PHILIPSBURG–Former Member of Parliament (MP) Frans Richardson was called to the Court of First Instance on Thursday to answer to criminal charges of accepting bribes and abuse of his position. In a very emotional statement, he told the judge that he feels that he is being treated unfairly.
“I am being singled out. My issue is that others are not being dealt with. I do not have a job. I no longer work because all what’s happening,” Richardson said about the Prosecutor’s case against him.
In the criminal investigation named “Aquamarine”, Richardson is suspected of having requested substantial sums of money from construction company Taliesin, or its contractor and hardware-store owner Carl Critchlow, for repairs of storm damage to the building in which government-owned company Bureau Telecommunication and Post (BTP) is located. This concerns repair of damage caused by Hurricane Irma.
Between December 3, 2013, and September 3, 2018, Richardson allegedly received nine payments – primarily in cheques – to the total amount of US $119,950 it is mentioned in the indictment.
In return for the money, Richardson is said to have used his influence as a politician to ensure that Taliesin Construction would be awarded contracts for maintenance and repair work for BTP and to expedite payment of existing contracts with BTP.
In addition, he is accused of having abused his political function to gain personal benefit from it. Richardson allegedly participated in a contract between Advanced Communications and Technology Services NV (Actis) and BTP which was closed March 16, 2012. Actis became the managing company of the numbering plan for St. Maarten as per June 15, 2012.
From March 2012 up to September 23, 2019, Richardson was shareholder of Caribbean Value Estates (CVE) Ltd., which on its turn held shares in Actis. At the same time, he was an MP and member of the Committee of Tourism, Economic Affairs, Transport and Telecommunication (TEATT) and of the Finance Committee. He was arrested September 2, 2019.
BTP is the telecommunication regulator for St. Maarten and is responsible for advising the TEATT minister regarding telecommunication and postal issues. The Anti-Corruption Taskforce TBO and the Kingdom Detective Cooperation Team RST launched an investigation into BTP mid-2019.
Richardson denied the allegations during Thursday’s hearing and said he was not entangled in any conflict of interest. He said that as a committee member he did not hold any authority over BTP and said that he could only ask questions and make recommendations to the minister of TEATT.
Richardson is co-shareholder of CVE together with Anthony Carty. Both are holding a 50 per cent interest in the company. Carty, a former employee of telecommunications company TelEm, became director of BTP, which was established on October 10, 2010. He was also arrested in the Aquamarine investigation.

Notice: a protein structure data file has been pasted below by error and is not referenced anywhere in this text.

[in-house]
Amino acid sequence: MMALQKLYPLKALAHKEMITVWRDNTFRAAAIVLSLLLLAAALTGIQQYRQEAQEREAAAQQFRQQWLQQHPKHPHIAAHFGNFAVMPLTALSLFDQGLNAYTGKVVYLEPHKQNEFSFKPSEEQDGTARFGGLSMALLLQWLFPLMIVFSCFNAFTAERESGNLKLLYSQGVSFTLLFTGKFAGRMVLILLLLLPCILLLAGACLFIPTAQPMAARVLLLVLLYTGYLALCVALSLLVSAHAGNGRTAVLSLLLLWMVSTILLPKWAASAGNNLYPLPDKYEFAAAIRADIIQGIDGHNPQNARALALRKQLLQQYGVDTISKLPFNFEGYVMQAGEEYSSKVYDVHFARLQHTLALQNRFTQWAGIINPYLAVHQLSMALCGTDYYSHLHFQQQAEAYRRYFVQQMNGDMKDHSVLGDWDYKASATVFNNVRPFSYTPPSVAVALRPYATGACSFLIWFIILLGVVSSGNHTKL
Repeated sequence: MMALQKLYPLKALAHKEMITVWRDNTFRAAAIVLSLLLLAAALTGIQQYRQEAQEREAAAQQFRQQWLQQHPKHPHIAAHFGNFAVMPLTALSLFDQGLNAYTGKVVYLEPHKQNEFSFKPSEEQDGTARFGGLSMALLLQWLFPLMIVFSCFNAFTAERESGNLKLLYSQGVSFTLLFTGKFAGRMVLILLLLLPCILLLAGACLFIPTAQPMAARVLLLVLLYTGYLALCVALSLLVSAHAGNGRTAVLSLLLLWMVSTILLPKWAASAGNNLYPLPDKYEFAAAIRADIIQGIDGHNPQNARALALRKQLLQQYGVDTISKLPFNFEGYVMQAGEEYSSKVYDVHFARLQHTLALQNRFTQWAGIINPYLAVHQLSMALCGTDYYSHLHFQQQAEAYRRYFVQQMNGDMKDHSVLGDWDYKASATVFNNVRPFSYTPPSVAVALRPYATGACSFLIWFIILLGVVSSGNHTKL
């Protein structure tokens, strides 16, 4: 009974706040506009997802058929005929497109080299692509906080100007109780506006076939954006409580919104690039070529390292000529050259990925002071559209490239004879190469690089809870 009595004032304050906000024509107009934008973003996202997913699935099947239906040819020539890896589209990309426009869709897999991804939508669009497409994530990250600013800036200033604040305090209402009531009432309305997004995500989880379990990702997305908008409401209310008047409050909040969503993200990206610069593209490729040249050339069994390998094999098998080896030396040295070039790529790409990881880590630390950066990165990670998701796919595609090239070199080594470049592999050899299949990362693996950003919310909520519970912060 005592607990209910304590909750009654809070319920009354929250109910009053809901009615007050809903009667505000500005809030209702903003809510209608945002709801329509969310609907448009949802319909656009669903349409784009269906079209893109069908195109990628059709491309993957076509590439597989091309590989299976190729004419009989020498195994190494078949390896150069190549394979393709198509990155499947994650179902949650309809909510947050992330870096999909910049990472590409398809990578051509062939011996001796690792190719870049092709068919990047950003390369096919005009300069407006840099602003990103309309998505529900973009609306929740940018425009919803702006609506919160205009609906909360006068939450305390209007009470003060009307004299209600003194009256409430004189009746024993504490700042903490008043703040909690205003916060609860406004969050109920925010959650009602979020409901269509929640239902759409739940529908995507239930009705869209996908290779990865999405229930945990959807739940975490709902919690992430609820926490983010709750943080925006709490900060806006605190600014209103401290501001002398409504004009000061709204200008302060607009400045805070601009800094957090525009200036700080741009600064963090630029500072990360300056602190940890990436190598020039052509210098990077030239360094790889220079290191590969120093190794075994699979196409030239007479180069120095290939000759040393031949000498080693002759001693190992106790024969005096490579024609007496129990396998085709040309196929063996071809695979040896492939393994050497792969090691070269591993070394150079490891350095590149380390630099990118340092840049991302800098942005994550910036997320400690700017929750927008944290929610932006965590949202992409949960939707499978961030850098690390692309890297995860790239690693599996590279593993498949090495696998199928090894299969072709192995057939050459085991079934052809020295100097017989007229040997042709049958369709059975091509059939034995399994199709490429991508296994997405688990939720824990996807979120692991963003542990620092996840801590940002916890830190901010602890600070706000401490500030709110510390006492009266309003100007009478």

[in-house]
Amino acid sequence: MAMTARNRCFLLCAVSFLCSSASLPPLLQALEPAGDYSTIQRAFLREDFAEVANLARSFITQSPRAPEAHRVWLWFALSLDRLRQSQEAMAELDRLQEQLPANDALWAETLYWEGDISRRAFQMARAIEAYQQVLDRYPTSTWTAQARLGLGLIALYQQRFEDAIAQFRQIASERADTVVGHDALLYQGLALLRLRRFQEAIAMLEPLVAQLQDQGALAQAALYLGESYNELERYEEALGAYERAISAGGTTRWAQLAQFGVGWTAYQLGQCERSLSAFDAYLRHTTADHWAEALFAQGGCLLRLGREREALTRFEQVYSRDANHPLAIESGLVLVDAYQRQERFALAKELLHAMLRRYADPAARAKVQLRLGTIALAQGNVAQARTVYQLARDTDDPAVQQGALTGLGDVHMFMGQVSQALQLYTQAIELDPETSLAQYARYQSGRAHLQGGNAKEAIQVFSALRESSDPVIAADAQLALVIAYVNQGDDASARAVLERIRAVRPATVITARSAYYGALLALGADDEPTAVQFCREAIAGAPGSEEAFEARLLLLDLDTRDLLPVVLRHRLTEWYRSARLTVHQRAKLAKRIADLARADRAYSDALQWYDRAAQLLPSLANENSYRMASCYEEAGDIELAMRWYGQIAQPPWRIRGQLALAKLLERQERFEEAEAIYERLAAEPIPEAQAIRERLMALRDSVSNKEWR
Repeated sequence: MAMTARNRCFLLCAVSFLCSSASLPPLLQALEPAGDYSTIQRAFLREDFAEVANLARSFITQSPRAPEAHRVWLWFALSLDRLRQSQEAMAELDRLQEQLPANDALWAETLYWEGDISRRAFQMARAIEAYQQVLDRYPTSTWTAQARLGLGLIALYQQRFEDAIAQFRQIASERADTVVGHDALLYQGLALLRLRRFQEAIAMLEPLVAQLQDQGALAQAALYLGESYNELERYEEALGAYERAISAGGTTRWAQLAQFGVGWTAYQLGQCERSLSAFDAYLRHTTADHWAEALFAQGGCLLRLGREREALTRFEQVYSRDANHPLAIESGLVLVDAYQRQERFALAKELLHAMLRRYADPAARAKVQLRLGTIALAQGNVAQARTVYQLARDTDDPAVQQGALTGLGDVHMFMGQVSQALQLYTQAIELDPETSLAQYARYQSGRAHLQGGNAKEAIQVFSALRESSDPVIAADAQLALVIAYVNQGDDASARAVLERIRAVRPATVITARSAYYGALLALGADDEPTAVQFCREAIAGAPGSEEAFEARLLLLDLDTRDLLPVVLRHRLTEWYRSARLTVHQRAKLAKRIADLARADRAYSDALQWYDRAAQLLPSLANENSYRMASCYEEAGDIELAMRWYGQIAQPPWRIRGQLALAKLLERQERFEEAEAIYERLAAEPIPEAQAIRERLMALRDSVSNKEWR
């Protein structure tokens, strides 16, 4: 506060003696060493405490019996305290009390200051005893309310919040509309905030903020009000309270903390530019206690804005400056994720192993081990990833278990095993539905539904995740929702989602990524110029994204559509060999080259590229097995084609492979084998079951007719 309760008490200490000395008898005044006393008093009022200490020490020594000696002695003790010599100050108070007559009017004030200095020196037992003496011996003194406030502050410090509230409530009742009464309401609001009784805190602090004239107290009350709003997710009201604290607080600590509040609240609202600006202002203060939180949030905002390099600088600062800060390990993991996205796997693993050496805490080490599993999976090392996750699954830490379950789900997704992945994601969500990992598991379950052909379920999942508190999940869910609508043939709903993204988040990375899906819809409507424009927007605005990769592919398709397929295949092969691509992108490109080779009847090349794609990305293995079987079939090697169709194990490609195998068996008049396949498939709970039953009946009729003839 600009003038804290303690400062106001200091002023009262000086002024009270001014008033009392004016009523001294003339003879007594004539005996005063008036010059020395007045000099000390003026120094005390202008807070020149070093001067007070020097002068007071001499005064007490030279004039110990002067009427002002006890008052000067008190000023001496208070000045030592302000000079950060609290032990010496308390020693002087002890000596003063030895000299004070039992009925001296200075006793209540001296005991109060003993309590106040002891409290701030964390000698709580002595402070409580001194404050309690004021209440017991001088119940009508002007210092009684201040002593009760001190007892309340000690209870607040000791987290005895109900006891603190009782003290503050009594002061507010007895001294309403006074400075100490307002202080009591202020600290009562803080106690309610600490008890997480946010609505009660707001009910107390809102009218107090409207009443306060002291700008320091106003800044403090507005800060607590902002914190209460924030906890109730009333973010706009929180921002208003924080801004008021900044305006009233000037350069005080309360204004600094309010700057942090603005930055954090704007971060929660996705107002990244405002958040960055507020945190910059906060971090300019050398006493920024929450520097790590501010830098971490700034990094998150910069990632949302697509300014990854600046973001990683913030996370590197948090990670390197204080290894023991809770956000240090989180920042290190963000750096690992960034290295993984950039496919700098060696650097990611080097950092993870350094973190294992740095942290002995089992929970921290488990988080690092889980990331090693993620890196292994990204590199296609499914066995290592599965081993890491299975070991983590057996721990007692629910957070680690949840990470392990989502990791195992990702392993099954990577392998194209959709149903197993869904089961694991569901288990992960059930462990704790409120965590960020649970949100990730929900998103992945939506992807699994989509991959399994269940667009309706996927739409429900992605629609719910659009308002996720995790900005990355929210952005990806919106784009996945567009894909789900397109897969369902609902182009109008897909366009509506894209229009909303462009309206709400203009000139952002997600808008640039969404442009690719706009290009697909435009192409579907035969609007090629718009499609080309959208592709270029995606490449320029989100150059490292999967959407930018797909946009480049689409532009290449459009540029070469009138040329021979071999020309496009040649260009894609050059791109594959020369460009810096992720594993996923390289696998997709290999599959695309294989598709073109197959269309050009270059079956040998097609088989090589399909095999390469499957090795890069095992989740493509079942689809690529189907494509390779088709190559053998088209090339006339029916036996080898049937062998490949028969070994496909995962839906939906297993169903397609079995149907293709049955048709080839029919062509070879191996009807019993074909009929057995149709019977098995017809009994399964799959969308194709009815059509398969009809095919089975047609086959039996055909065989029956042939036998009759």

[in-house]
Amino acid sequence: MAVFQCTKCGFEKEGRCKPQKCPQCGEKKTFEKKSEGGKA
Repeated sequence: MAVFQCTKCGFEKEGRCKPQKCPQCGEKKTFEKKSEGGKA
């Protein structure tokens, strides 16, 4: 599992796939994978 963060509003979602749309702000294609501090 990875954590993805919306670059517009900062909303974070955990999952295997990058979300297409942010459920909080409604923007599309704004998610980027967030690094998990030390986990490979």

Actis paid out $36,750 in dividend to CVE. “That can be, but I was not involved in the decision about the financial breakdown,” Richardson told the court. Actis pays an annual fee of $25,000 for handling the numbering fee, which reportedly yields almost $90,000 per year.
Richardson told the court that he did not involve Carty to establish Actis and that he did not know how Actis obtained a contract with BTP. “It is a joint partnership. I was not involved with daily management of CVE,” he said.
The politician said the money he received from Taliesin and or Critchlow concerned donations for election campaigns of the National Alliance and United St. Maarten (US) parties, and were not payments in exchange for work at the BTP building. However, no payments by Taliesin or Crichlow were registered with the Electoral Council.
On February 11, 2013, BTP purchased a building in Philipsburg for $6.6 million. Contractor Critchlow bought this building on December 1, 2011, for $700,000. He refurbished it and then sold it back to BTP which only used two of the six floors.
Crichlow told investigators that Richardson and Carty both asked a “commission of $50,000 in exchange for contracts for work.” When another instalment for work for Taliesin at BTP became available, money was again requested. “Is two-by-four ready?” they asked. If yes, then they knew the money was ready. I got $200,000 for the restoration of the BTP building after Irma and I had to pay $50,000 in commission. Carty also did ask for money for the maintenance contract, but I did not pay. I still kept the contract,” Crichlow told the detectives.
Crichlow said that “all politicians” wanted money. “Only William Marlin and Sarah Wescot-Williams never asked for money.” He estimated that over a period of 15 years he spent some $500,000 on campaign financing. He said he made these payments to politicians and political parties to be able to participate in tenders. He paid in cash and also in material. Richardson said that as an individual he had never received a donation, but the party board did.
The embattled politician is also facing dispossession claims. In the ‘Aquamarine’ investigation, the Prosecutor’s Office wants to seize $132,700.56.
In the “Emerald” case, Richardson was sentenced to 36 months in January 2020 for his role in an investigation into corruption at Port St. Maarten. He was also banned from membership in elected bodies for five years. Richardson appealed the sentence. In this case, the court found him guilty of accepting bribes of $370,000, money-laundering and tax fraud.
Richardson told the judge that he did not commit the alleged crimes and that he does not want to pay. “It seems there was an agreement to make statements against me. This really hurts me. I am baffled and horrified by what is happening. Others are not here, except for Frans Richardson. It is unfair what is happening to me.”
The father of two said he feels that he is being treated unfairly, is being singled out, and is financially duped. The hearings will continue today, Friday.
Bron: Daily Herald